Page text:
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Home > Snakes > Eastern Coral Snake

Eastern Coral Snake

Eastern coral snake is a species of poisonous snake belonging to the elapid family, found only in the southeastern United States. It is most active during the morning and early evening. The species is known to be reclusive. There are no recognized subspecies of this species.

    Kingdom Animalia
    Phylum Chordata
    Subphylum Vertebrata
    Class Reptilia
    Order Squamata
    Suborder Serpentes
    Family Elapidae
    Genus Micrurus
    Scientific Name Micrurus fulvius

    Other Names Common Coral Snake, American Cobra
    Length Usually less than 80 cm ; largest recorded specimen measures 129.5 cm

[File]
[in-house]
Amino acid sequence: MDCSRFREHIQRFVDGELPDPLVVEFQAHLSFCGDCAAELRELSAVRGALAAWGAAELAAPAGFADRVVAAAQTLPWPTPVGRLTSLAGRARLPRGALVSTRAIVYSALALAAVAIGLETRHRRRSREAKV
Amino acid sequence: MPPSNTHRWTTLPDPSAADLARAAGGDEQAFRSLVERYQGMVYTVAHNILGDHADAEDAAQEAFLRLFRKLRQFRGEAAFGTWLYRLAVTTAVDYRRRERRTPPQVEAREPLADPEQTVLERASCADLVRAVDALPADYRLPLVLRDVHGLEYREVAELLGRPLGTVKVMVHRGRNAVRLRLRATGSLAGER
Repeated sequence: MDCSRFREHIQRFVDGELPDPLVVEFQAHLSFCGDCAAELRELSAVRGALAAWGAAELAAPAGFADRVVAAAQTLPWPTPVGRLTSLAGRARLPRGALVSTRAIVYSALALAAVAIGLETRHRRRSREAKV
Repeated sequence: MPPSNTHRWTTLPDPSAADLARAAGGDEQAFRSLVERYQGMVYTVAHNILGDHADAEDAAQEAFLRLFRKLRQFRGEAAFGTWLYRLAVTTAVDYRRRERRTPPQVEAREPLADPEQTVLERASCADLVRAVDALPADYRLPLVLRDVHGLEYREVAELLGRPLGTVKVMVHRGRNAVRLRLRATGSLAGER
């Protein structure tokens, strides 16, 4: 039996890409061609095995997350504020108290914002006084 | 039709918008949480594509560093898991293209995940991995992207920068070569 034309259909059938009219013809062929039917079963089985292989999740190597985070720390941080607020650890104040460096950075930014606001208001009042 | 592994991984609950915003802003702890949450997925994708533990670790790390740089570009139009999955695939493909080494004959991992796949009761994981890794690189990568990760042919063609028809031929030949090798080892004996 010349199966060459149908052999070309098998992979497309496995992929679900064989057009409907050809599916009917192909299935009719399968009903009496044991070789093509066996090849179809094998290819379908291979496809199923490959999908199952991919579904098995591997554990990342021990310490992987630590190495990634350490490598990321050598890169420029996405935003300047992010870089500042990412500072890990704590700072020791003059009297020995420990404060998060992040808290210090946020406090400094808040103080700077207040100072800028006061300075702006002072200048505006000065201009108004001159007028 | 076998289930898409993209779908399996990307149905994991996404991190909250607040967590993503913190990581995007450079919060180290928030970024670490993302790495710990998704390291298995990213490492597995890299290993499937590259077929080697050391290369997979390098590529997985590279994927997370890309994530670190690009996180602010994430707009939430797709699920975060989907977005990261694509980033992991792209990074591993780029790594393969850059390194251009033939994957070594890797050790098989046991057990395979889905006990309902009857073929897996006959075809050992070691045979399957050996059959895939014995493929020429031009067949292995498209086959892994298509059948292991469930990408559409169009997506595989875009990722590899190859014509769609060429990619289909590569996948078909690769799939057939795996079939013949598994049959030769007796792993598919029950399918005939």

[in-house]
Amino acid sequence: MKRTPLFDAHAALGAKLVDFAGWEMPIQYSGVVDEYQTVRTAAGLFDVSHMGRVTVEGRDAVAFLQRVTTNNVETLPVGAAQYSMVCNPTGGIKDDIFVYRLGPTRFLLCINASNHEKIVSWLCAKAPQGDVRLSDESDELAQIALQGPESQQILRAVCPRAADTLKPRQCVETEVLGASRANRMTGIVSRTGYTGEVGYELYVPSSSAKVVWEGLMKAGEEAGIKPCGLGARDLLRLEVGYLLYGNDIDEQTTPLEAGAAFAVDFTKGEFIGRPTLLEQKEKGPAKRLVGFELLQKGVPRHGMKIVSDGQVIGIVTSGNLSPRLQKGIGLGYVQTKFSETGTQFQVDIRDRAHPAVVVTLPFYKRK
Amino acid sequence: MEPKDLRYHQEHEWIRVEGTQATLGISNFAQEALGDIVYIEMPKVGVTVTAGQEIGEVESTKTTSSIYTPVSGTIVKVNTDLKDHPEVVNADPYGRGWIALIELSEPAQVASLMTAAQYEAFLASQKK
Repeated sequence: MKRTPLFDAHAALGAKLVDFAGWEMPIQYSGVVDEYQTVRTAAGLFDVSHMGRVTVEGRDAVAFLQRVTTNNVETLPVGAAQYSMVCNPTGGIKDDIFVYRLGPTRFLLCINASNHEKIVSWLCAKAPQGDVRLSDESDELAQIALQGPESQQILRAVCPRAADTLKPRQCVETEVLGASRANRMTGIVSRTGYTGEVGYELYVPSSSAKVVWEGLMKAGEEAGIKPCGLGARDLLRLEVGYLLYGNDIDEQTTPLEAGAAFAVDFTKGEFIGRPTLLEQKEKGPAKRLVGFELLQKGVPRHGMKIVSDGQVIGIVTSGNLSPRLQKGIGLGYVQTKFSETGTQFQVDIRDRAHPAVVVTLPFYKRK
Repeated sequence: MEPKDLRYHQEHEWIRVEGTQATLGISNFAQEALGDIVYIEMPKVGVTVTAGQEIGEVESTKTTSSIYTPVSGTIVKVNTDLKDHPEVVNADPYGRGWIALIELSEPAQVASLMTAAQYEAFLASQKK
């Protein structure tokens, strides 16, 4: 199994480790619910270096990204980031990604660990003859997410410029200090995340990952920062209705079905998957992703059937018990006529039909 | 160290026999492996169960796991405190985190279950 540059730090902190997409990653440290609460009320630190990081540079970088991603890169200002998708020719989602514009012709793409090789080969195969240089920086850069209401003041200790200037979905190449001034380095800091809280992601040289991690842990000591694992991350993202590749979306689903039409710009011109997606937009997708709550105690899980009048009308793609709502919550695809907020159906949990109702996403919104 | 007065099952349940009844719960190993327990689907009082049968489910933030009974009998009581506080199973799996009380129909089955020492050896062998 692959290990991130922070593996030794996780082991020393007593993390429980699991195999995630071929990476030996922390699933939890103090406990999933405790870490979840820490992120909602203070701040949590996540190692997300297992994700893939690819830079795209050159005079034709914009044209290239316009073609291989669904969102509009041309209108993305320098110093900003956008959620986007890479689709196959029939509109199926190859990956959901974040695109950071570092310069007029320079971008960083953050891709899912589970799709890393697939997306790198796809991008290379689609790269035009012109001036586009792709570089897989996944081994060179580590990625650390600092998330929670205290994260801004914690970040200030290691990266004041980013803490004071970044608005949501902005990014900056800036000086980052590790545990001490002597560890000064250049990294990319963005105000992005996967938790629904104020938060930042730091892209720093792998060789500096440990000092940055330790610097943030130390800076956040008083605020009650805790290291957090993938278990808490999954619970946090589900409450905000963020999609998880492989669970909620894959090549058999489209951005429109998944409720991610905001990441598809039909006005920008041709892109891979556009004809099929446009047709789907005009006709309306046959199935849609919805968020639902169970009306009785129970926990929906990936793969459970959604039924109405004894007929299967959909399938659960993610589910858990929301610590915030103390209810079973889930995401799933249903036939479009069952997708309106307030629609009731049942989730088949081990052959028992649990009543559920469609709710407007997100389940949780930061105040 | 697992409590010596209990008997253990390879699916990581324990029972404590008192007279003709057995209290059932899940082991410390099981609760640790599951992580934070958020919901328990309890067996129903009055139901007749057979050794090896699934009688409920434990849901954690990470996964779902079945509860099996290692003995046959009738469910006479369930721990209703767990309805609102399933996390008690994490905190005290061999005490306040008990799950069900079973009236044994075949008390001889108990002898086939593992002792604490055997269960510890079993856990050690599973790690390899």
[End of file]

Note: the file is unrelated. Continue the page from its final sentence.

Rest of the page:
Color Body consists of red and black rings partitioned by narrow yellow rings, red rings generally contain black patches; head is black from the tip of the snout to the back of the eyes
    Distribution Southeastern North Carolina, South Carolina, peninsular Florida, southern Georgia, Alabama, Mississippi, southeastern Louisiana, central Texas
    Habitat Wooded, marshy, and sandy areas
    Diet Lizards, frogs, smaller snakes
    Predators Hawks, owls, coyotes, bigger snakes, larger dogs
    Venom Fact Venomous
    Breeding Season June
    Mode of Reproduction Oviparous (egg laying)
    Clutch Size 3 to 12 eggs
    Incubation Period 70 to 90 days
    Reproductive Age Around 1 year of age
    Average Lifespan Around 7 years in captivity
    IUCN Conservation Status Least Concern

    Eastern Coral Snake Pictures Gallery

    Published on November 15th 2016 by under Snakes. Article was last reviewed on 7th June 2019.

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